Johnson & Johnson, continuing its long quest for a Type-1 diabetes cure, is joining forces with biotech company ViaCyte to speed development of the first stem cell treatment that could fix the life-threatening hormonal disorder.
They’ve already begun testing it in a small number of diabetic patients. If it works as well in patients as it has in animals, it would amount to a cure, ending the need for frequent insulin injections and blood sugar testing.
ViaCyte and Johnson & Johnson’s Janssen BetaLogics group said Thursday they’ve agreed to combine their knowledge and hundreds of patents on their research under ViaCyte, a longtime J&J partner focused on regenerative medicine.
The therapy involves inducing embryonic stem cells in a lab dish to turn into insulin-producing cells, then putting them inside a small capsule that is implanted under the skin. The capsule protects the cells from the immune system, which otherwise would attack them as invaders – a roadblock that has stymied other research projects.
Researchers at universities and other drug companies also are working toward a diabetes cure, using various strategies. But according to ViaCyte and others, this treatment is the first tested in patients.
If the project succeeds, the product could be available in several years for Type 1 diabetes patients and down the road could also treat insulin-using Type 2 diabetics.
“This one is potentially the real deal,” said Dr. Tom Donner, director of the diabetes center at Johns Hopkins University School of Medicine. “It’s like making a new pancreas that makes all the hormones” needed to control blood sugar.
Donner, who is not involved in the research, said if the device gives patients normal insulin levels, “it’s going to prevent millions of diabetics from getting dangerous complications.”
People with Type 1 diabetes no longer produce insulin, the hormone that converts sugar in the blood into energy, because their immune system has killed off the beta cells in the pancreas. Those cells make insulin in response to rising blood sugar levels after a meal.
Over years, excess sugar in the bloodstream damages blood vessels and organs. Without effective treatment, diabetics suffer severe complications: blindness, kidney failure, heart disease, amputations, even premature death. On the other hand, too much insulin can cause very low blood sugar, which can kill patients, particularly young children.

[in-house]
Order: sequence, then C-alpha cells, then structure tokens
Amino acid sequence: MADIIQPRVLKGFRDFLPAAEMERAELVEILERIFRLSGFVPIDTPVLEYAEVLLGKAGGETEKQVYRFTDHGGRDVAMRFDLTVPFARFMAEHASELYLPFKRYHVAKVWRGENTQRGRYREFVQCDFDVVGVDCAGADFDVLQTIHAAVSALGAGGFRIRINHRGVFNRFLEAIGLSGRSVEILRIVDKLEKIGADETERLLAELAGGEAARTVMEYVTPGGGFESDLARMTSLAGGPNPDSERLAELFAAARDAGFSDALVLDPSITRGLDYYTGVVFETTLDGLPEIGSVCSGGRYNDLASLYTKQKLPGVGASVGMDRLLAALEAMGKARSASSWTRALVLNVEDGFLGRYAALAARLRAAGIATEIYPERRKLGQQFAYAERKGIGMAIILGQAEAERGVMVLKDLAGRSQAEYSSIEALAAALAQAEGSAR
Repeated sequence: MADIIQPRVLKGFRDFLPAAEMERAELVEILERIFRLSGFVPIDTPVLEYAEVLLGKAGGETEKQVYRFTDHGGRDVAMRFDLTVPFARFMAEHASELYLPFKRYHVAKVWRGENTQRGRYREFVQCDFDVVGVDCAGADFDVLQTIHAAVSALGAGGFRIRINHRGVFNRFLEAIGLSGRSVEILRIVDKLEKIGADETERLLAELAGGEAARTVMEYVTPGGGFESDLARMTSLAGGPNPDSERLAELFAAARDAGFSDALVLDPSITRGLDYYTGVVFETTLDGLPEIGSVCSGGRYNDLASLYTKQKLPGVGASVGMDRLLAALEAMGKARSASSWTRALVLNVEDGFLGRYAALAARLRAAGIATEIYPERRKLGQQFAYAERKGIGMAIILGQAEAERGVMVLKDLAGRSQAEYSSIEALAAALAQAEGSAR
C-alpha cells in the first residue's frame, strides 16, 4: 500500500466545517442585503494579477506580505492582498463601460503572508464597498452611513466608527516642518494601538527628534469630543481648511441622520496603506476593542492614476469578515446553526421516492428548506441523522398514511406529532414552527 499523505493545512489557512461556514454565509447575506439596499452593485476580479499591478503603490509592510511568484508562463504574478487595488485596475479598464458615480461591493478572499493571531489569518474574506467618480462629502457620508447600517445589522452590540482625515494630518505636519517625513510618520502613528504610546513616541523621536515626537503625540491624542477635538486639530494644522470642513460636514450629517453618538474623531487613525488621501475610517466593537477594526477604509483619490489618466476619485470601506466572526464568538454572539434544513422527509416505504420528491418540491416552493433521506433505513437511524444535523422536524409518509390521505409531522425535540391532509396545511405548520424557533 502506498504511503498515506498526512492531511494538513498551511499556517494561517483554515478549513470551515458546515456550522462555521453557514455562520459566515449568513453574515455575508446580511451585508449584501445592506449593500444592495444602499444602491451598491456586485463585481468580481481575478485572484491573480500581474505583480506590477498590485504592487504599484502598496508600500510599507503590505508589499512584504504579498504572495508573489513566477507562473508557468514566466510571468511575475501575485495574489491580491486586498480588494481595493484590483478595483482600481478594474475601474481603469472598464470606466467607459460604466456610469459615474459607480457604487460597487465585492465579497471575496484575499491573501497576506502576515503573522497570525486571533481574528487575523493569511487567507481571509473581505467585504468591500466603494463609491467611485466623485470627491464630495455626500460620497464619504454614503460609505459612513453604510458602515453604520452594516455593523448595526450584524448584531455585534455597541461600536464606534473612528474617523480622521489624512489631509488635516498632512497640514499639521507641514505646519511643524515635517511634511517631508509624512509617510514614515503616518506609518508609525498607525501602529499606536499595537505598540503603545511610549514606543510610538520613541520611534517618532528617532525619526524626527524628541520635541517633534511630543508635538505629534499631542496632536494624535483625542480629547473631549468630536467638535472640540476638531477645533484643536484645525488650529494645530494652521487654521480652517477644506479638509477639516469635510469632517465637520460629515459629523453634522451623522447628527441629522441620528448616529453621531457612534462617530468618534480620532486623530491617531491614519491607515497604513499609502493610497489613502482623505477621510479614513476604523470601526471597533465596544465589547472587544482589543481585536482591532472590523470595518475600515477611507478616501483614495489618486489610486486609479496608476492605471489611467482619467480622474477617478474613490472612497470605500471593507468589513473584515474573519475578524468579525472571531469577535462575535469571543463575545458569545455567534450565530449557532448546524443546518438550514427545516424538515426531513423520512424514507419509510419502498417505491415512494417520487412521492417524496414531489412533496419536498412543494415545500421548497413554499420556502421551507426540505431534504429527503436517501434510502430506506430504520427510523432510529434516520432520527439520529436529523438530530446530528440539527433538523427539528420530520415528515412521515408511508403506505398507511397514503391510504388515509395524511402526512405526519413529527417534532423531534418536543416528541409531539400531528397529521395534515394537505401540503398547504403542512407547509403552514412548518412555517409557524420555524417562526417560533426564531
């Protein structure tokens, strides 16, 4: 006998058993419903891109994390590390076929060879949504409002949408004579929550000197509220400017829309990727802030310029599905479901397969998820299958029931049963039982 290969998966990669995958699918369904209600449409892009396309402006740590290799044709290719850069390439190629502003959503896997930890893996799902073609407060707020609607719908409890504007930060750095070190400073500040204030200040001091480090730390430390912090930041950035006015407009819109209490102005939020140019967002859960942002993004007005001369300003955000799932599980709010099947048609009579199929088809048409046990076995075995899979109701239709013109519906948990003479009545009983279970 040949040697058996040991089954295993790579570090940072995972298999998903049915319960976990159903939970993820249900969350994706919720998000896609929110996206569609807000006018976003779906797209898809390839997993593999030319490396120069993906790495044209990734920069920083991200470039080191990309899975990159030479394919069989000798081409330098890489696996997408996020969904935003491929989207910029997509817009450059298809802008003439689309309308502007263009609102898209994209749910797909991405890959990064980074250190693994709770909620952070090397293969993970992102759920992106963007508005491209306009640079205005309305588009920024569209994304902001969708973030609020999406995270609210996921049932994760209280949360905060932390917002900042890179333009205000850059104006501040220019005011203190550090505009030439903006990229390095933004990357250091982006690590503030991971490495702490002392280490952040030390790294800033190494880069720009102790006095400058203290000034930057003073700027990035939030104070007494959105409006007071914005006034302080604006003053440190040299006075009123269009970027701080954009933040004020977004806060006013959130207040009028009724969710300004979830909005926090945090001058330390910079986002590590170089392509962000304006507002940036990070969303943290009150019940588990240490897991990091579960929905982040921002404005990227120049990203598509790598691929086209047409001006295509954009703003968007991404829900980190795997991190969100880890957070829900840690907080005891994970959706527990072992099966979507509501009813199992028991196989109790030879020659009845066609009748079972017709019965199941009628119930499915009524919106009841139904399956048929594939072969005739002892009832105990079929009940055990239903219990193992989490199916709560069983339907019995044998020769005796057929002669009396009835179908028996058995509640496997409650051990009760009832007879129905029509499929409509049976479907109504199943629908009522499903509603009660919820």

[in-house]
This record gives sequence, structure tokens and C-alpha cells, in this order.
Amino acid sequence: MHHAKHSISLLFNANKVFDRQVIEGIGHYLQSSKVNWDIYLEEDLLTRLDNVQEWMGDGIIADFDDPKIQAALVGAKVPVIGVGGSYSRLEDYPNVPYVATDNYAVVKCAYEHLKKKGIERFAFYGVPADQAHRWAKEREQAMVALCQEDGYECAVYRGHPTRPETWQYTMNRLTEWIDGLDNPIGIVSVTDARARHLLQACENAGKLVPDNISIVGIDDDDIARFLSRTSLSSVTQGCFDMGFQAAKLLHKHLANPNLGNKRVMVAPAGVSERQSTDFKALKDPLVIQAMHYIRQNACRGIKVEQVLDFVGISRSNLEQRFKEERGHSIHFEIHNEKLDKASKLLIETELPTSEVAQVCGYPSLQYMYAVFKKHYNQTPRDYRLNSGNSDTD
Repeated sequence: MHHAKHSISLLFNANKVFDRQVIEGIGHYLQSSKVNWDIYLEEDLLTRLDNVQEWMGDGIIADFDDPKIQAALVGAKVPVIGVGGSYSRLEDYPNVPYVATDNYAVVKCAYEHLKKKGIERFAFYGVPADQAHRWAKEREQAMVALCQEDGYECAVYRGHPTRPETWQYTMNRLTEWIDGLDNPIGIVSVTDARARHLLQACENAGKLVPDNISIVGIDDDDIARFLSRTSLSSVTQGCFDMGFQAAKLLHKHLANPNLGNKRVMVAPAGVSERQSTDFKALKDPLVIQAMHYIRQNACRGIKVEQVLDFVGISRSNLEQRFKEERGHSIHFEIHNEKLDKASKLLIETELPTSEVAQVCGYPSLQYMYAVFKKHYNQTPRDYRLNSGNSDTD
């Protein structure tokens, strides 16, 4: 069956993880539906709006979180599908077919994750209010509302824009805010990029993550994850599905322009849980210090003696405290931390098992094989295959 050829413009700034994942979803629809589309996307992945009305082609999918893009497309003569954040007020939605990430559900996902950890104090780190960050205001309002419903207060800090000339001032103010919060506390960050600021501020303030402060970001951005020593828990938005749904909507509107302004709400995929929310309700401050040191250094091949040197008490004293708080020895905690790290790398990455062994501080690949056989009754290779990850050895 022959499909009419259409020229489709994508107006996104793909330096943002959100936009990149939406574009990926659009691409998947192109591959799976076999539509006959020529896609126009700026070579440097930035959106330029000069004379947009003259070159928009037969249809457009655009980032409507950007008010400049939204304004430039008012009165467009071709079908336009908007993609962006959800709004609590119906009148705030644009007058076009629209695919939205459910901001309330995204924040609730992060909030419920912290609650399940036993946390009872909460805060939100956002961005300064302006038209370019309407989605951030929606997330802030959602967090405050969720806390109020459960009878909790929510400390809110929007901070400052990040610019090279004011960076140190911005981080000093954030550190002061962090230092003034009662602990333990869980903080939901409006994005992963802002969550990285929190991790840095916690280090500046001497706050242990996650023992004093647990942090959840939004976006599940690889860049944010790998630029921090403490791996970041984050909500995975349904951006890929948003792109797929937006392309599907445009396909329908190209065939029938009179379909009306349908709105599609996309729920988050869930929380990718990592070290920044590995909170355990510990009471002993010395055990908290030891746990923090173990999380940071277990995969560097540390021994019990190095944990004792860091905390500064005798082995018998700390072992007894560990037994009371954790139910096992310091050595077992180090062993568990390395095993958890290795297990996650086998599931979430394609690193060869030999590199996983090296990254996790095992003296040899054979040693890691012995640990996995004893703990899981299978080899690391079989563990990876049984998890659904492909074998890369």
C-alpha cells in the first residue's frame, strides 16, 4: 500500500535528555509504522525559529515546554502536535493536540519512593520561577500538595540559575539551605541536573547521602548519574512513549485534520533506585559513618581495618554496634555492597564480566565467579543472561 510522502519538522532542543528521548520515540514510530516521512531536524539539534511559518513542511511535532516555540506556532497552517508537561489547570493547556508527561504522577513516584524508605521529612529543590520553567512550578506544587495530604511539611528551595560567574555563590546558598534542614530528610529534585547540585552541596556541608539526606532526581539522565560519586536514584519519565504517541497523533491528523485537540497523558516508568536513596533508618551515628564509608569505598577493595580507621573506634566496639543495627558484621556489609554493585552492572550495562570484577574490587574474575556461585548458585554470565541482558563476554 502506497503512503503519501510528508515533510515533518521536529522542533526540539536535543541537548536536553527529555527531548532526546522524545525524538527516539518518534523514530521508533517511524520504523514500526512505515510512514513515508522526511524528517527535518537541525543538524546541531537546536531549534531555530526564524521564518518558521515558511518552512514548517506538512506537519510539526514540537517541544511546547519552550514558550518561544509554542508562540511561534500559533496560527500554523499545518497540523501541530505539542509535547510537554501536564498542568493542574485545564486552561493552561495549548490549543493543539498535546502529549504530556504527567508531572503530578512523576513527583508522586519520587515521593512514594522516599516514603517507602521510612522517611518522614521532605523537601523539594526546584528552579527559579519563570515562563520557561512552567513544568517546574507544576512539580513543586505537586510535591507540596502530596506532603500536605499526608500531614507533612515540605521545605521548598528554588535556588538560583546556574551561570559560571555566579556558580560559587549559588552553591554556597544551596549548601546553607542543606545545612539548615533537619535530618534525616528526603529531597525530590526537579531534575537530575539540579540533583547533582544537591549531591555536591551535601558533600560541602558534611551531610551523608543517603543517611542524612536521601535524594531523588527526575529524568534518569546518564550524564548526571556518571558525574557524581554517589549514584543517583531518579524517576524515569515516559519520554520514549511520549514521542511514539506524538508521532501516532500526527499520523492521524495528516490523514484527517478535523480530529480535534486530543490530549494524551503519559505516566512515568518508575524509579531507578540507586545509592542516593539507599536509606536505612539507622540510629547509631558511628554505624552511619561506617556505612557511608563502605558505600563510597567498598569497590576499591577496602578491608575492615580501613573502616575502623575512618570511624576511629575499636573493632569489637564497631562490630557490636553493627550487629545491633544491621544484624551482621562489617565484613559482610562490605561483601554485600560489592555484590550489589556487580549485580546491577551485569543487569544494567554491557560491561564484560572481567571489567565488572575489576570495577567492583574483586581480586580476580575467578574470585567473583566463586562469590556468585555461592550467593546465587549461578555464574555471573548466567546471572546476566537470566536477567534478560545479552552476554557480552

According to the American Diabetes Association, about 29.1 million Americans have diabetes, including 1.25 million with type 1 diabetes. The number with Type 1, or insulin-dependent, diabetes is growing steadily. Meanwhile, the number with Type 2 diabetes, whose bodies make some insulin but don’t use it efficiently, is increasing exponentially due to the global epidemic of obesity and sedentary lifestyles.
Many patients can’t control it well because treatment is exhausting, requiring a strict diet, frequent exercise, multiple daily insulin injections or other medicines, and several finger pricks a day to test blood sugar. Also, some patients can’t afford the expensive medicines.
ViaCyte Inc., based in San Diego, has been researching its treatment for a decade, partly with funding from the Juvenile Diabetes Research Fund and the California Institute for Regenerative Medicine.
Johnson & Johnson, based in New Brunswick, New Jersey, is a major ViaCyte investor and has been conducting parallel research for about 13 years, said Diego Miralles, J&J’s head of global innovation.
“We wanted to hedge our bets to make sure we would win in this space … that is so transformational,” Miralles said.
He wouldn’t disclose financial terms of the deal with ViaCyte.
The privately held company began the first round of patient testing a year ago, implanting its product, dubbed VC-01, in a dozen people with Type 1 diabetes, said Paul Laikind, ViaCyte’s CEO and president. They received a small dose of insulin-producing cells inside their devices and are being closely monitored for two years to see insulin production and other effects.
After 12 weeks, the device had properly attached to nearby blood vessels, their new insulin-producing cells were still multiplying and no side effects were seen. Another dozen planned patients will soon get the same cell dose in capsules to be implanted in them.
If that goes well, in the next round of testing a few dozen patients will get devices holding a full dose of the cells implanted, likely in the second half of this year. Further testing may be needed before the product can be approved by regulators.
“We do believe that it will need to be replaced periodically,” Laikind said.
Earlier testing in thousands of mice over years showed the lab-created insulin-producing cells matured and produced the needed hormone inside the mice for as long as they lived, about a year, noted Laikind.
Because of the protective capsule, which is flattish and smaller than a business card, if something goes awry, the capsule can be removed immediately to prevent patient harm.
Dr. Betul Hatipoglu, an endocrinologist at Cleveland Clinic, wrote in an email that preliminary results on the device are promising.
“More research is needed to continue to understand its impact,” she wrote, adding that researchers must fine tune the device and determine whether there are any unforeseen safety issues.